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Tim Burton's Corpse Bride

Tim Burton, every once in a while, likes to do nifty little stop-motion animated movies (which is becoming a lost art) like The Nightmare Before Christmas. Tim Burton’s Corpse Bride, like Nightmare, has an amusingly morbid feel to it and is most definitely set in Tim Burton Land. Maybe that’s the problem I have with this new movie: Tim Burton has been here and done that already. Tim Burton’s Corpse Bride tells the slight story of Victor (Johnny Depp) and Victoria (Emily Watson), two somewhat reluctant young people who are about to enter into an arranged marriage. They both like what they see when they meet, but Victor can’t get his vows straight in the wedding rehearsals so he takes off into the surrounding wood to get his head on straight and practice his vows. He makes the mistake of practicing his vows too close to the unmarked grave of the eponymous corpse bride(Helena Bonham Carter), who comes to life (sort of) and declares them married. Victor faints and comes to in the underworld, a far more lively place than his repressed home.

This movie clocks in at 77 minutes, which is great because it’s not that big of a story. The sad thing is it still feels stretched to fill up this short amount of time. Burton’s animated features allow him to really explore his preferred oddball style, which we first saw in Beetlejuice, and even a little with Large Marge in Peewee’s Big Adventure. It’s a shame that the story feels phoned in. I will say I did like the animation overall, especially the scenes in the underworld which were far more cheerful and colorful than the drab scenes in the city (which have a Victorian feel to them, naturally). I believe I experienced a first with this DVD: I was far more engaged watching the extras than I was the film itself. The extras include a bevy of making-of featurettes, most of which focused on the painstaking detail of the stop-motion process. In one of these featurettes someone refers to Tim Burton as the patron saint of stop motion. Amen to that - while I have nothing at all against CGI (it's simply another tool at a filmmaker's disposal to tell his story), I have a deep appreciation of the older methods of story-telling and I like that Burton is keeping stop motion alive (and track down some of George Pal's Puppetoons if you're a fan of Tim Burton).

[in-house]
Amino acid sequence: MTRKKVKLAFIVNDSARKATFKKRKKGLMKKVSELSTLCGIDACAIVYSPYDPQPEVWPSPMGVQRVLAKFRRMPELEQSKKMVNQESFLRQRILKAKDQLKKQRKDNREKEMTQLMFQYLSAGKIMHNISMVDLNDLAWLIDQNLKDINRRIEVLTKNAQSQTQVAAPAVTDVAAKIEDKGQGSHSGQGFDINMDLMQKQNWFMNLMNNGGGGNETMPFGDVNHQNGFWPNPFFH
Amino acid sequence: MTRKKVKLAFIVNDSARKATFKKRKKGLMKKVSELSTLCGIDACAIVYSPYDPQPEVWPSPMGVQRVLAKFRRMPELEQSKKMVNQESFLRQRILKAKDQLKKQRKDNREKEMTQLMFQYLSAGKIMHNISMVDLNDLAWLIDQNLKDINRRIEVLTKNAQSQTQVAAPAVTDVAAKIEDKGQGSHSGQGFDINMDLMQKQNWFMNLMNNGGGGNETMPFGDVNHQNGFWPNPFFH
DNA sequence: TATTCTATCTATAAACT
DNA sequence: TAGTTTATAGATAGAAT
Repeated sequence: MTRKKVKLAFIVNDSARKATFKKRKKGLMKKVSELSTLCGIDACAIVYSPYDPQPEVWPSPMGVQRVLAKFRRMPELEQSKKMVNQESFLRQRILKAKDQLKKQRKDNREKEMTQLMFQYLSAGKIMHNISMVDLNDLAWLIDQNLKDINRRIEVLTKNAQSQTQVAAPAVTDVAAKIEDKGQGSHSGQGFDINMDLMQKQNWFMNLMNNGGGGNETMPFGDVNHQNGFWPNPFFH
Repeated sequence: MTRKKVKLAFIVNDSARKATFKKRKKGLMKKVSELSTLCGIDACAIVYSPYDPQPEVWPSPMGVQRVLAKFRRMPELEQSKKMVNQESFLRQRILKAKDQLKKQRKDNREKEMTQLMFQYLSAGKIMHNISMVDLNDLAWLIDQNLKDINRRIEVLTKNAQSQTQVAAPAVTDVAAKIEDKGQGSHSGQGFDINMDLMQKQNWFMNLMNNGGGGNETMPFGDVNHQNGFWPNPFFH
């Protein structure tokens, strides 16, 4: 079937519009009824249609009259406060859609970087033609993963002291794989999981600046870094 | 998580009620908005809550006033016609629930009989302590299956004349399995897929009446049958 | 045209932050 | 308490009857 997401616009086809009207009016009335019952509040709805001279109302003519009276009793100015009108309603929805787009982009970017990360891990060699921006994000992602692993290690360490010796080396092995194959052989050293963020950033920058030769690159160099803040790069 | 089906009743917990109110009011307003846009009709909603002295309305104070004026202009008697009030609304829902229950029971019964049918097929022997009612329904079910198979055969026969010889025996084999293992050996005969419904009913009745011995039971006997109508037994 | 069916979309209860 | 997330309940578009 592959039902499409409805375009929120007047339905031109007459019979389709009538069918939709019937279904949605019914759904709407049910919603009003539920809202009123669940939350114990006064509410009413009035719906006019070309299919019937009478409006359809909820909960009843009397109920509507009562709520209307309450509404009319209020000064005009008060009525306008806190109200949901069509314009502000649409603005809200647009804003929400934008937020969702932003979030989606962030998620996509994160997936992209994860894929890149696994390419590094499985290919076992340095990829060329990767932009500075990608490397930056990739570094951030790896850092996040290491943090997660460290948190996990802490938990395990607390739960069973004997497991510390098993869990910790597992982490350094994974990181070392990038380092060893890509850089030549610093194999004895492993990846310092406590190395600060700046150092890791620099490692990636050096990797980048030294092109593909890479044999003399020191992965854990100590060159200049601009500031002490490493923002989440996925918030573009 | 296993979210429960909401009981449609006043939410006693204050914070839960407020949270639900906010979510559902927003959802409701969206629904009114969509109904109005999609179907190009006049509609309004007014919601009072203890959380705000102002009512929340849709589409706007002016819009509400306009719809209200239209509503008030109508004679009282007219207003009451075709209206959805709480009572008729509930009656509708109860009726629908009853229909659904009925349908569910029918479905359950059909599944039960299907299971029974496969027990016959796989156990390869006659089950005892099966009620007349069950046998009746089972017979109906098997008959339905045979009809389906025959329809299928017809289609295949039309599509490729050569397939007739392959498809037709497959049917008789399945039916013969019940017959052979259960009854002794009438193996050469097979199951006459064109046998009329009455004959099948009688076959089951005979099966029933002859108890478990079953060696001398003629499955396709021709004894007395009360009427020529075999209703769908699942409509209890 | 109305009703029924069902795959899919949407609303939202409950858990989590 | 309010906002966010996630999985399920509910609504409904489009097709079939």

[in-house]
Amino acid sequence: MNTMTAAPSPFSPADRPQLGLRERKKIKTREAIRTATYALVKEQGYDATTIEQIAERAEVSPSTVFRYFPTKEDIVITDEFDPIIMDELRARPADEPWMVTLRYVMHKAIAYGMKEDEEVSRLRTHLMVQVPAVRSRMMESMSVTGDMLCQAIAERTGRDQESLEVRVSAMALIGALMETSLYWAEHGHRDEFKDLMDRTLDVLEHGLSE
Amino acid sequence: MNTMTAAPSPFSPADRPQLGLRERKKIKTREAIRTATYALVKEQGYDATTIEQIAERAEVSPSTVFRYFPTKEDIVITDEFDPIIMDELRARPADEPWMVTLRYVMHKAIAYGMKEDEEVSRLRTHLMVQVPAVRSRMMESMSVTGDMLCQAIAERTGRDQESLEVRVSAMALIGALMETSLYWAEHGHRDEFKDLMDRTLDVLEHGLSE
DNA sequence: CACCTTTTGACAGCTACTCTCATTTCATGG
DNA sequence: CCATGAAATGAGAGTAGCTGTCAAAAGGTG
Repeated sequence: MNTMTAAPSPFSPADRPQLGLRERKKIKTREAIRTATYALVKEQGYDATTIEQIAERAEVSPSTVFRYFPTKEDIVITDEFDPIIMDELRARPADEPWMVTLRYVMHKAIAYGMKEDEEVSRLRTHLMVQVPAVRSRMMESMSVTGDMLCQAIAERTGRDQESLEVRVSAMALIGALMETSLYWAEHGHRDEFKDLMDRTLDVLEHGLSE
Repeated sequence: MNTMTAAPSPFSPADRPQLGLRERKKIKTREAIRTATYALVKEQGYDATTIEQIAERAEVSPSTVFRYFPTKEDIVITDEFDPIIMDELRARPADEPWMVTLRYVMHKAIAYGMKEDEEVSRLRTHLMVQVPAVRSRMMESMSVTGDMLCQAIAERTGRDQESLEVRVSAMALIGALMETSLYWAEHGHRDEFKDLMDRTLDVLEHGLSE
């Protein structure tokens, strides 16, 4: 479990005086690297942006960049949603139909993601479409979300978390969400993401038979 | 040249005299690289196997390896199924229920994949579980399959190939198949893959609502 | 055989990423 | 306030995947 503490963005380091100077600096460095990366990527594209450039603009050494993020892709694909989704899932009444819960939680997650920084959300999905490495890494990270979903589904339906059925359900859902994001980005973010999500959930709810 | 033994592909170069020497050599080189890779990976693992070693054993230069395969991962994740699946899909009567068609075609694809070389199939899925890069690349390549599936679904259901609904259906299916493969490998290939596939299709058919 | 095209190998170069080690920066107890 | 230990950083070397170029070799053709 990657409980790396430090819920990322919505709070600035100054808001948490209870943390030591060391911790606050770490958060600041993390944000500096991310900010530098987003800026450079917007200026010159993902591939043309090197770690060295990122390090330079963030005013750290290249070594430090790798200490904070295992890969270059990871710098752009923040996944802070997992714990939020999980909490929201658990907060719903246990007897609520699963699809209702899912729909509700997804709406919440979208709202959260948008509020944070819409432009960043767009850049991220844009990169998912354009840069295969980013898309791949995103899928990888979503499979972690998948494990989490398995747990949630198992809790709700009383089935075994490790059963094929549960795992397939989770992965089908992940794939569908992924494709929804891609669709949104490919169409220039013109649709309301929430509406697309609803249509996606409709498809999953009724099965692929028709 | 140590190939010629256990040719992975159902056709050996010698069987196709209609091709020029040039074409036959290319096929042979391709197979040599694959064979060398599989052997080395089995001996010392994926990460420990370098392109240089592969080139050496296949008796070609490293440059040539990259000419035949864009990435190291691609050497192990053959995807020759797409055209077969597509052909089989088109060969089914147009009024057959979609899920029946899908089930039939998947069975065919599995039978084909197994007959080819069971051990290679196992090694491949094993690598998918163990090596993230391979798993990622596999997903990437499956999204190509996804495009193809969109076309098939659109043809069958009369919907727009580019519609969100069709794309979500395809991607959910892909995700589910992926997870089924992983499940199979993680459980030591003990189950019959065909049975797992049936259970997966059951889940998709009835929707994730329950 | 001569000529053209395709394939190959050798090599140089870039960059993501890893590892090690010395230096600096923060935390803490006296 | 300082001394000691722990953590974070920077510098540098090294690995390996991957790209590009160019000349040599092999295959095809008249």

The DVD does not have a commentary track, which is fine because I'm not sure what else could have been said beyond what was covered in the making-of featurettes. It does inlcude a method for watching the movie with only the music soundtrack which gave me an opportunity to appreciate the amazing detail that went into each scene. The first time around I missed little things like a dead character stifling a burp and part of his skull lifting up. The movie is chock-full of little moments like this one.

I am not saying Tim Burton’s Corpse Bride is a bad movie, I’m saying it’s an okay little film. I watched it again after watching the extras and my opinion of it went up a notch simply because I was so impressed with the filmmaking itself. The voicework (from an impressive cast) is impeccable, the animation is jaw-dropping, the characters are fun and easy to sympathize with (or hiss at). I'm just really sorry the story wasn't more interesting. Corpse Bride just missed being a classic.